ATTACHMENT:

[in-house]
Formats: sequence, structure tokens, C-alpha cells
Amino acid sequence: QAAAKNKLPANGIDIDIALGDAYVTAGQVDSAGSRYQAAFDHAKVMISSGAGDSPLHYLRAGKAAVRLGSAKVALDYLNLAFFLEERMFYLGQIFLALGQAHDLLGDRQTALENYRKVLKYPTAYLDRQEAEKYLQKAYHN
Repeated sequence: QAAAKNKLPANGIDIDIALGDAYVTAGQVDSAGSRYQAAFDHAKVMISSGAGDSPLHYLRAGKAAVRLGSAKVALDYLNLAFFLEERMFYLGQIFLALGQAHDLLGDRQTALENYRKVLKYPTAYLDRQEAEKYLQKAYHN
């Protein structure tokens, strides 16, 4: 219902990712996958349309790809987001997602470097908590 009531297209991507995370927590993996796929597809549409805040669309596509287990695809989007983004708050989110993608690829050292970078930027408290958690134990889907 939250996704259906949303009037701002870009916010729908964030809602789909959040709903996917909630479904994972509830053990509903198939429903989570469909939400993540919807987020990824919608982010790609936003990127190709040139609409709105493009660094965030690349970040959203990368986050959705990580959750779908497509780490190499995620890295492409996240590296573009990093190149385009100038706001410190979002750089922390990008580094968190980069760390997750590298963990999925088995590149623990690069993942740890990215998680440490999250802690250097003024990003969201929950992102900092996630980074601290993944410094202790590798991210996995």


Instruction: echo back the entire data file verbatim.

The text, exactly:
[in-house]
Formats: sequence, structure tokens, C-alpha cells
Amino acid sequence: QAAAKNKLPANGIDIDIALGDAYVTAGQVDSAGSRYQAAFDHAKVMISSGAGDSPLHYLRAGKAAVRLGSAKVALDYLNLAFFLEERMFYLGQIFLALGQAHDLLGDRQTALENYRKVLKYPTAYLDRQEAEKYLQKAYHN
Repeated sequence: QAAAKNKLPANGIDIDIALGDAYVTAGQVDSAGSRYQAAFDHAKVMISSGAGDSPLHYLRAGKAAVRLGSAKVALDYLNLAFFLEERMFYLGQIFLALGQAHDLLGDRQTALENYRKVLKYPTAYLDRQEAEKYLQKAYHN
């Protein structure tokens, strides 16, 4: 219902990712996958349309790809987001997602470097908590 009531297209991507995370927590993996796929597809549409805040669309596509287990695809989007983004708050989110993608690829050292970078930027408290958690134990889907 939250996704259906949303009037701002870009916010729908964030809602789909959040709903996917909630479904994972509830053990509903198939429903989570469909939400993540919807987020990824919608982010790609936003990127190709040139609409709105493009660094965030690349970040959203990368986050959705990580959750779908497509780490190499995620890295492409996240590296573009990093190149385009100038706001410190979002750089922390990008580094968190980069760390997750590298963990999925088995590149623990690069993942740890990215998680440490999250802690250097003024990003969201929950992102900092996630980074601290993944410094202790590798991210996995």